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Review Article Open Access
A therapeutically significant drug may have limited utilization in clinical practice because of poor organoleptic properties, poor bioavailability, short duration of action, nonspecificity, incomplete absorption, poor aqueous solubility, high first-pass metabolism or other adverse effects. There is a great emphasis on research to discover methods aimed at improving their therapeutic efficacy by minimizing or eliminating these undesirable properties. Sometimes, an adequate pharmaceutical formulation can overcome these drawbacks, but often the galenic formulation is inoperant and a chemical modification of active molecule is necessary to correct its pharmacokinetic insufficiencies. This chemical formulation process, whose objective is to convert an interesting active molecule into a clinically acceptable drug, often involves the so-called ‘Prodrug design.’ Mutual prodrug is a type of carrier-linked prodrug, where the carrier used is another biologically active drug instead of some inert molecule. A mutual prodrug consists of two pharmacologically active agents coupled together so that each acts as a promoiety for the other agent and vice versa. Mutual prodrug design is really no different from the general drug discovery process, in which a unique substance is observed to have desirable pharmacological effects, and studies of its properties lead to the design of better drugs. It is a very fruitful area of research, and its introduction in human therapy has given successful results in improving the clinical and therapeutic effectiveness of drugs suffering from some undesirable properties that otherwise hinder their clinical usefulness. The present article takes a review of various applications of mutual prodrugs and the developments in this field during the last few decades.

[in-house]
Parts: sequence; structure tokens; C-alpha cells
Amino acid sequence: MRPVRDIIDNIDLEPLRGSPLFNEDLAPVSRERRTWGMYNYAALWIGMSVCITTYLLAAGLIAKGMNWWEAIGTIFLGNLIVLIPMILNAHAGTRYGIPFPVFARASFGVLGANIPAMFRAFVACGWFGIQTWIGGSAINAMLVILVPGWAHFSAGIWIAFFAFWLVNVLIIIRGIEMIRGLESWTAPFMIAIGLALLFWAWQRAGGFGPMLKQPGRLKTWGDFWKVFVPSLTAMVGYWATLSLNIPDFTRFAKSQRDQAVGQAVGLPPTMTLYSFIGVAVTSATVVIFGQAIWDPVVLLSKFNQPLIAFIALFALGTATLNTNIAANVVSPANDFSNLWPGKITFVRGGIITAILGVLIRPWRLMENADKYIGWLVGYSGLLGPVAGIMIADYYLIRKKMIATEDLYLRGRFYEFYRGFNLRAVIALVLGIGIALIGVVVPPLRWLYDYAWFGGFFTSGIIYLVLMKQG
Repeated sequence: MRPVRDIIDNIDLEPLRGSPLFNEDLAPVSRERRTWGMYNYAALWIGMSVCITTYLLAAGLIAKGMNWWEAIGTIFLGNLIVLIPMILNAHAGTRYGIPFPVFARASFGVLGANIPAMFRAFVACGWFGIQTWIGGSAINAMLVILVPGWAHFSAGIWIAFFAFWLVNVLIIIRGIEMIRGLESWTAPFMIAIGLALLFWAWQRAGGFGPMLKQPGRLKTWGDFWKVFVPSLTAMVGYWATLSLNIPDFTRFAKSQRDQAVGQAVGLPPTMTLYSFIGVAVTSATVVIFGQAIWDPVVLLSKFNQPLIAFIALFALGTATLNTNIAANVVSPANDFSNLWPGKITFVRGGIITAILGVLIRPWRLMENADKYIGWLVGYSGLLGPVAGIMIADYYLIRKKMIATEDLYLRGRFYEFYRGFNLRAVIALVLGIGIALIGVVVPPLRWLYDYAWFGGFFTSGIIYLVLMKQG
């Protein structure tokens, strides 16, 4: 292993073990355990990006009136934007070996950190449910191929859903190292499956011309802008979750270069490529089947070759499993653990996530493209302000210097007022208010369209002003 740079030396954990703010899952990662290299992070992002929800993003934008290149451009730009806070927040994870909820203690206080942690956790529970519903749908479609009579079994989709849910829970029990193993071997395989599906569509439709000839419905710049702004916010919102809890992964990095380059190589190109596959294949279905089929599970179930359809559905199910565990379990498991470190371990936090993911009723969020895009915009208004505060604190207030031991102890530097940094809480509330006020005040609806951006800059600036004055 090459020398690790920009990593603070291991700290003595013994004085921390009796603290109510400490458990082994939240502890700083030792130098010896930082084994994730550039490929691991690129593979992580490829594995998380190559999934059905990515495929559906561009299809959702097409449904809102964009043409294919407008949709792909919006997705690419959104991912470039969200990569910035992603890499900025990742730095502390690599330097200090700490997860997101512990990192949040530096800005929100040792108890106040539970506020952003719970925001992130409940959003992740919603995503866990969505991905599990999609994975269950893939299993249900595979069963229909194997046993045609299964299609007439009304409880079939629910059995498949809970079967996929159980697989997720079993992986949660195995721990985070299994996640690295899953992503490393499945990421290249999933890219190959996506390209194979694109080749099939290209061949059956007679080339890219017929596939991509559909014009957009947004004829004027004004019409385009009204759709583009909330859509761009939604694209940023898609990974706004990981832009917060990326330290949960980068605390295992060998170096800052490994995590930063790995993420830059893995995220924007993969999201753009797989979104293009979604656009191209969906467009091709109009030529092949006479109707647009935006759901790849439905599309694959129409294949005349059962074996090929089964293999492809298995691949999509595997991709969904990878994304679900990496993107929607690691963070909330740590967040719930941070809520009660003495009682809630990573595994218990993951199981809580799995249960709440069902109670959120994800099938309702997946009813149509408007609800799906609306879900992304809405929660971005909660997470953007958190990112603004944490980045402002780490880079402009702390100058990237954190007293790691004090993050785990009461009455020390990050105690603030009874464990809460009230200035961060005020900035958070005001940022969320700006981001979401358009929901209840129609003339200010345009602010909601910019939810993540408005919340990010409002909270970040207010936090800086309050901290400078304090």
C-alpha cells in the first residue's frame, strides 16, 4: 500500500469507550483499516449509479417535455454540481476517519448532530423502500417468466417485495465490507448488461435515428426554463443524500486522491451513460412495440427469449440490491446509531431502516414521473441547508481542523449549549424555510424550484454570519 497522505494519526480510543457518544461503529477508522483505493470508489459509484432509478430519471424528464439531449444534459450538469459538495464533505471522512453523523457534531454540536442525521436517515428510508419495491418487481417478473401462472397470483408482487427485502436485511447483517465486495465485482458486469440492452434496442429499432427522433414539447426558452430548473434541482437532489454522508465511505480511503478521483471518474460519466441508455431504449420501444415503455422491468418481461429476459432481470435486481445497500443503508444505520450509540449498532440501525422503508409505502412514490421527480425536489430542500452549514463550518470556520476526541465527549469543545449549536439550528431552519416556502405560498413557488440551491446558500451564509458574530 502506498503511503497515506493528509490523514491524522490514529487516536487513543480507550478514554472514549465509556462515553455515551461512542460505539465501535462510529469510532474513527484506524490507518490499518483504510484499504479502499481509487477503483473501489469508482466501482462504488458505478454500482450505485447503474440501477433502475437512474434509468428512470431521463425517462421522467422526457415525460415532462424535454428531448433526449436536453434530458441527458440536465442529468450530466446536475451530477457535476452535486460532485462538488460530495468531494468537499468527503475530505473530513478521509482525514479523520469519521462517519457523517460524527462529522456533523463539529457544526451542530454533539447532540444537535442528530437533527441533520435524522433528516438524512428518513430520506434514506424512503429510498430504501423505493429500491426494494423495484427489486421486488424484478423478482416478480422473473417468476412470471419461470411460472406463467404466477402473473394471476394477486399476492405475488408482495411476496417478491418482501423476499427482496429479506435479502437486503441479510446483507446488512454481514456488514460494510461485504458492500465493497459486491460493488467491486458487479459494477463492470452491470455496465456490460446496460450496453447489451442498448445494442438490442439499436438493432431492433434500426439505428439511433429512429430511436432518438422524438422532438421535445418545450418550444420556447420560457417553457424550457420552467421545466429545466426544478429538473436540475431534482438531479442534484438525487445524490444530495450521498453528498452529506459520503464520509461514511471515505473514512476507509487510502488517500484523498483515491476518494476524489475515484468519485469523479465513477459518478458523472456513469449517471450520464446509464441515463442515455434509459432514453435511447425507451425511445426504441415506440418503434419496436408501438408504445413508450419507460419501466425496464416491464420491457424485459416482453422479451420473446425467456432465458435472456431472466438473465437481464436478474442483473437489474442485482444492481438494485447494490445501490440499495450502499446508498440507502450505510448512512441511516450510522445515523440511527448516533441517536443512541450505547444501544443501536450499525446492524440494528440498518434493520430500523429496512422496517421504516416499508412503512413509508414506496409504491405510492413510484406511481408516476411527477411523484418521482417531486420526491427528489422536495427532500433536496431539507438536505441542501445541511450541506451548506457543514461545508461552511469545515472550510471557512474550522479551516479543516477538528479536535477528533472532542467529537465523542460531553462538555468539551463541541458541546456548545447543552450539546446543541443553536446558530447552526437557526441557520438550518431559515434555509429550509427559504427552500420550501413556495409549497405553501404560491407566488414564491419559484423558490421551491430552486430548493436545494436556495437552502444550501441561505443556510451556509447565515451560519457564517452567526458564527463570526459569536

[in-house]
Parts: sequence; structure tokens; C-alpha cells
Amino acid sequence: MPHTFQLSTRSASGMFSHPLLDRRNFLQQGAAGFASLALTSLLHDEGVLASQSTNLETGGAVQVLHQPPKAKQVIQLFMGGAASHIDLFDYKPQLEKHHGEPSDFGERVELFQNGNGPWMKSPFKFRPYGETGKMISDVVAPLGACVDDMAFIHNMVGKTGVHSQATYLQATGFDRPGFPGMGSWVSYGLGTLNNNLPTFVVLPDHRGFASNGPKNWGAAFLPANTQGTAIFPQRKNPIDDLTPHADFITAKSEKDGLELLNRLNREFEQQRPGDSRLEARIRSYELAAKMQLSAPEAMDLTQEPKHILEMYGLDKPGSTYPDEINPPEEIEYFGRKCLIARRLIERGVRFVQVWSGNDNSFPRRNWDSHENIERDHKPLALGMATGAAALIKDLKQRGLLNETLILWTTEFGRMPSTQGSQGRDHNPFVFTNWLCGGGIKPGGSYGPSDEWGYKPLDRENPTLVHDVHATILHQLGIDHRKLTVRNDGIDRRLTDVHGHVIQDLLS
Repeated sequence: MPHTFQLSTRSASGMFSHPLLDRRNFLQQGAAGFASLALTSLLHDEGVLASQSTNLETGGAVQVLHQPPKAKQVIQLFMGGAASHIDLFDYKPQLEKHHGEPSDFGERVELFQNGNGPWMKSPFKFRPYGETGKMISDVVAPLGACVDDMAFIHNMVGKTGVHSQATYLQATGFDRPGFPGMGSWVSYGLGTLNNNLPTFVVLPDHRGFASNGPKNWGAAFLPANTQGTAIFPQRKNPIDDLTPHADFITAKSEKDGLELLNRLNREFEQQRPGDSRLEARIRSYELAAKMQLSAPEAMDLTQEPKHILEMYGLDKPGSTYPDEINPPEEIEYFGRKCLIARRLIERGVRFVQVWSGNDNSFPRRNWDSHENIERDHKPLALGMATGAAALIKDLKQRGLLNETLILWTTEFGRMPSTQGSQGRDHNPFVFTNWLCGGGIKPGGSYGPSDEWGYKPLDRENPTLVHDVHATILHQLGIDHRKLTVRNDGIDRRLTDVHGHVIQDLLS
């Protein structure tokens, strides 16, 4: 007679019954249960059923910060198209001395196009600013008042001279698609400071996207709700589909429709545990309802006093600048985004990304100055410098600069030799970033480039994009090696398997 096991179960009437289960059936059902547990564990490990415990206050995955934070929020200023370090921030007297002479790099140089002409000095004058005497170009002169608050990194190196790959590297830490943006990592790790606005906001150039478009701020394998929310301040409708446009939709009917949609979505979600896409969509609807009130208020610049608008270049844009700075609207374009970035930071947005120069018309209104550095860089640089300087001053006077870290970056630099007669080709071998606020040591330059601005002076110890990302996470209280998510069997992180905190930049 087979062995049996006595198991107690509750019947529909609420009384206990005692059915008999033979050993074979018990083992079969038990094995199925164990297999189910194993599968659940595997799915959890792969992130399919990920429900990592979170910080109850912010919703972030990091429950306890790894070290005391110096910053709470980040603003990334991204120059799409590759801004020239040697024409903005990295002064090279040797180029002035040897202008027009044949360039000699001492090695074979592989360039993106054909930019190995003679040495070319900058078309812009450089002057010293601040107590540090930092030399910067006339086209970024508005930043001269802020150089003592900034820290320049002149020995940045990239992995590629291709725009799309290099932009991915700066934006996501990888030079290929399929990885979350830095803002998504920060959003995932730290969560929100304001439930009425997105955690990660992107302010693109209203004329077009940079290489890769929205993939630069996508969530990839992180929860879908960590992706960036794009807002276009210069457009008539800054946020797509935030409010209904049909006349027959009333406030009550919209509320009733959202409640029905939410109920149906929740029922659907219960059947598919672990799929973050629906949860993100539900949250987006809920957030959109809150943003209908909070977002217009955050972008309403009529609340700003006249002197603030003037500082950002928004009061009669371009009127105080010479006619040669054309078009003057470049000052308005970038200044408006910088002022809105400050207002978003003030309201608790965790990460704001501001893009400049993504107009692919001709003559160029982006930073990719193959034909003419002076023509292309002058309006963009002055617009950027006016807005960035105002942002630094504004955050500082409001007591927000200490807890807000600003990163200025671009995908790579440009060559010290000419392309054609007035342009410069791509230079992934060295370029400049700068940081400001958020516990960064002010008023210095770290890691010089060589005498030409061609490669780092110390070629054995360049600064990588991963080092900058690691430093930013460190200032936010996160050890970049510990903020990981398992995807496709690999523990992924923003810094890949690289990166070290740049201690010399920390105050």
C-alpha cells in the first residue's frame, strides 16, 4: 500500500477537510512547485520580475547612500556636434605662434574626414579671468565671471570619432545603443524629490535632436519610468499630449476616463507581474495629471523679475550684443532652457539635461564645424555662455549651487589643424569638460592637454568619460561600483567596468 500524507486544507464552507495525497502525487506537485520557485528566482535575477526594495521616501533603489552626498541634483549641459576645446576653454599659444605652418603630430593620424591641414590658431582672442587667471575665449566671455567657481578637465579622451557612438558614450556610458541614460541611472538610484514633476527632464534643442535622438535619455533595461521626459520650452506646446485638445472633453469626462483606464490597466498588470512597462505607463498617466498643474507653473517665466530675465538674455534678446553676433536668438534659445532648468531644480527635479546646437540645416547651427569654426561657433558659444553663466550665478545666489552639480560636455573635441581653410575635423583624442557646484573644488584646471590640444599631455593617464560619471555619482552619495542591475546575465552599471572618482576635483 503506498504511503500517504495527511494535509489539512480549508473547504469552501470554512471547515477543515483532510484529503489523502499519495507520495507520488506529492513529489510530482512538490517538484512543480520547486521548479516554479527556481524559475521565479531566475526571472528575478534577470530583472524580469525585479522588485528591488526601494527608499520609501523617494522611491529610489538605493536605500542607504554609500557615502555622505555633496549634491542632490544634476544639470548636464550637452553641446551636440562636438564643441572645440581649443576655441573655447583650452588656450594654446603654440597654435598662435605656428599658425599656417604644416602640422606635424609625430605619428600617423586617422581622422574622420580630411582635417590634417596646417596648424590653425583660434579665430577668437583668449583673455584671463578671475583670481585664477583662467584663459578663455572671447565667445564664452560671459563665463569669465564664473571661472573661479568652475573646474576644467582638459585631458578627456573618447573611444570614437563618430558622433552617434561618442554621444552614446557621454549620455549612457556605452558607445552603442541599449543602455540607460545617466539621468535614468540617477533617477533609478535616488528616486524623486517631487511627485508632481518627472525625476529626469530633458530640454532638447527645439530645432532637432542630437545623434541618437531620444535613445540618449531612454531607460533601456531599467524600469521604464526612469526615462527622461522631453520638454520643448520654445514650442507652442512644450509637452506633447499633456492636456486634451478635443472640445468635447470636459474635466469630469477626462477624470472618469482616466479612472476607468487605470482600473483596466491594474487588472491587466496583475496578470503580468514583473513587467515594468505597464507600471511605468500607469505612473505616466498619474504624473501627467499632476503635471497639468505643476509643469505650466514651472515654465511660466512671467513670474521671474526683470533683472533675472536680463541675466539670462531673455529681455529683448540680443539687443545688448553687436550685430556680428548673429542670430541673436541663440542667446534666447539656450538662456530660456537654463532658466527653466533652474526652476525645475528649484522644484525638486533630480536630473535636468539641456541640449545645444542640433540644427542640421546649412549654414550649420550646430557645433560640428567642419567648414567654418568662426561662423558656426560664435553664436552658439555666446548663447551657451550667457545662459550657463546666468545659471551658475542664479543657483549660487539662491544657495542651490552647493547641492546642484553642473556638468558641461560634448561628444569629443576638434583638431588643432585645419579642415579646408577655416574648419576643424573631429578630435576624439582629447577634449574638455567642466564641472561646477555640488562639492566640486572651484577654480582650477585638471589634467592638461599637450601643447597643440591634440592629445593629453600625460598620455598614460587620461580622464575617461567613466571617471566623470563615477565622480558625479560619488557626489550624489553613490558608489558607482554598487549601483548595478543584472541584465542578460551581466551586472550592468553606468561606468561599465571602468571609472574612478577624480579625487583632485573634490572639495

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Author(s): D Bhosle S Bharambe Neha Gairola Suneela S Dhaneshwar